Ode to the Common Man, if He Would Only Stay out of View

Categories: Schutze

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Uh-Oh. Hippie Liberal Elitism Alert. If you are a hippie liberal like me, do not, repeat, DO NOT read the story in today's New York Times about National Park Service plans for curbing visitation to Yosemite National Park. Reading of this story may cause serious damage to your democratic convictions and theoretical belief in the common man.

The famous "wilderness park" associated with pioneering environmentalist John Muir is now home to bike rental agencies, horse liveries, rafting companies, an ice rink and multiple swimming pools, all of which have served to make the park welcoming and easily accessible to millions of visitors per year. The problem is that a wilderness area accessible to millions of visitors is an oxymoron.

Smokey.jpg
sfgate.com
Just another day in the wilderness, American-style.
What Yosemite has become, in fact, is a kind of extended mixed-use amusement park, and that's probably not what John Muir had in mind. It is not what I have in mind, either, when I think of wilderness. But I don't want to think about it or read too much about it, because I'm afraid I might lose my libtard card.

The National Park Service has a new plan to cut back on most of the more rinky-dink uses and activities at Yosemite in order to reduce visitation -- get this -- to only 19,000 people per day. So then it would be just you, maybe some friends or family, out there all alone in the pristine wilderness with the other 18,995 people.

This isn't a theoretical problem for me. It's very real, and it's very everywhere. Too many prime natural venues in this country are turning into outdoor Casbahs teeming with way too much, well, too much ... how to put it ... outdoor democracy.

I took a hike with some fellow buzzards my age a few years ago from the rim of the Grand Canyon down to the floor in one day, camped overnight, hiked back up and out the next. Because we were buzzards, we were worried about dying, so we devoted a great deal of effort to planning and getting in shape for it. We actually worry about dying when we go to the mall, but, you know, all of that expeditionary preparation made it more fun and was a good excuse to buy new pocket multi-tools.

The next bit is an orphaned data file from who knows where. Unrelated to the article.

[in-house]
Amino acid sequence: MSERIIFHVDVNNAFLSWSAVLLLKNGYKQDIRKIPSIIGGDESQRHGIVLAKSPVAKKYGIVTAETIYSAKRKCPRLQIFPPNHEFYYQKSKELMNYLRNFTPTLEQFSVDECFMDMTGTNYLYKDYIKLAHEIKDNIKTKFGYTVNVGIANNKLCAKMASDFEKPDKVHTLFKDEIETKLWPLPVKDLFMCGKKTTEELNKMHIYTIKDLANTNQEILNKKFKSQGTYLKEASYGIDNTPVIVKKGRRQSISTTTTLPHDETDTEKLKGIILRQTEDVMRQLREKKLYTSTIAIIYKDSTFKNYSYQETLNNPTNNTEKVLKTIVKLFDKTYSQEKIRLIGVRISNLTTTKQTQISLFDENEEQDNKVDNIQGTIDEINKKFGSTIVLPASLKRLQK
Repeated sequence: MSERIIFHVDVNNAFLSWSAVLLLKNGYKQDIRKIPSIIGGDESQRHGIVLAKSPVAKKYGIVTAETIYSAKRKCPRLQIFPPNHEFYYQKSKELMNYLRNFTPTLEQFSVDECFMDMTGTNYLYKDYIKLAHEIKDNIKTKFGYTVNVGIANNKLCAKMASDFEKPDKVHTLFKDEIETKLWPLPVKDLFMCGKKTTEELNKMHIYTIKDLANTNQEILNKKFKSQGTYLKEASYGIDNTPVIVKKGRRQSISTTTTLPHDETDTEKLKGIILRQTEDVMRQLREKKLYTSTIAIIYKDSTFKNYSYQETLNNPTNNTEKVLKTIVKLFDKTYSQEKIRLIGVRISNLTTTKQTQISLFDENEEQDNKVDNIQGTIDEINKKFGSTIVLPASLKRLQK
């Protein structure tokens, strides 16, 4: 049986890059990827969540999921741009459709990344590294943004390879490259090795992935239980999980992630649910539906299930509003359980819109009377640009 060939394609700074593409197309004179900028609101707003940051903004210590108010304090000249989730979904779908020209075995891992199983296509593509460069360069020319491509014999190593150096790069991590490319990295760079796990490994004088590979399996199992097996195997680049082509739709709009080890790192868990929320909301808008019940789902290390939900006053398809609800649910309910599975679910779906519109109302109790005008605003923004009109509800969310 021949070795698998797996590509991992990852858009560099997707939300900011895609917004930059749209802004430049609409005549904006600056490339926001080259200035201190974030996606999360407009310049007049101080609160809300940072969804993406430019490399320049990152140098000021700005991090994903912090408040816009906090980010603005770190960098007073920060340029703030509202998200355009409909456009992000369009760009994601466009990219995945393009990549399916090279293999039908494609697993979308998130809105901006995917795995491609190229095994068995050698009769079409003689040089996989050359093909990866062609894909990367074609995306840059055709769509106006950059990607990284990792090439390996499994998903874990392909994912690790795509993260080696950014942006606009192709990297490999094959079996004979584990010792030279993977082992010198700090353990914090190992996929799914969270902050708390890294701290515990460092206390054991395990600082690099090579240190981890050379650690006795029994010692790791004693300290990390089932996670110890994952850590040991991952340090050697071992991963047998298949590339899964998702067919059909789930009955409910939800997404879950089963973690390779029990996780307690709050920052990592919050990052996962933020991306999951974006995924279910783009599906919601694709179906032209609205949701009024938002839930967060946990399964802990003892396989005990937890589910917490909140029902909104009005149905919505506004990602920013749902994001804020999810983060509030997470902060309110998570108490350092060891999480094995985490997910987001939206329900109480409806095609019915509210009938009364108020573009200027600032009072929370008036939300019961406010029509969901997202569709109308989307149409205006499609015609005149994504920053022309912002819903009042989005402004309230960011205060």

But once we actually got out there on the trail, oh man, was it ever not what we had prepared for. Far from the lonely expedition we had expected, this was more like getting stuck behind a bad wreck on the freeway. The people jamming the trail from top to bottom looked less like outdoor adventurers than multitudes of lame and halt walking on their knees to Lourdes. The real danger wasn't falling off a ridge or dying of thirst. It was getting crushed under a sudden avalanche of whoopsy-daisies in flip-flops.

In fact at a certain point part of the way down we came upon park service personnel in Smokey uniforms stationed along the trail, turning some people back because they could tell by looking at them that they weren't going to make it. Some of the turn-backs argued with the Smokies. The one overheard Park Service argument that seemed to get traction was, "OK, sir, I cannot stop you from going ahead, but since you have been warned, if you do need a helicopter extraction later, it will cost you $15,000." Then it was flip-flop flip-flop back up the trail.

This whole business of wilderness and access to wilderness is especially tough for us Yanks, not so much for the Canadians. They're a democracy, too, but they seem to be a lot less boisterous about it. The other area where I have seen this dilemma played out is on two sides of the U.S./Canadian border where you have the American Boundary Waters Canoe Area on one side of the line in Minnesota and Quetico Provincial Park in Ontario on the other, about a million acres each.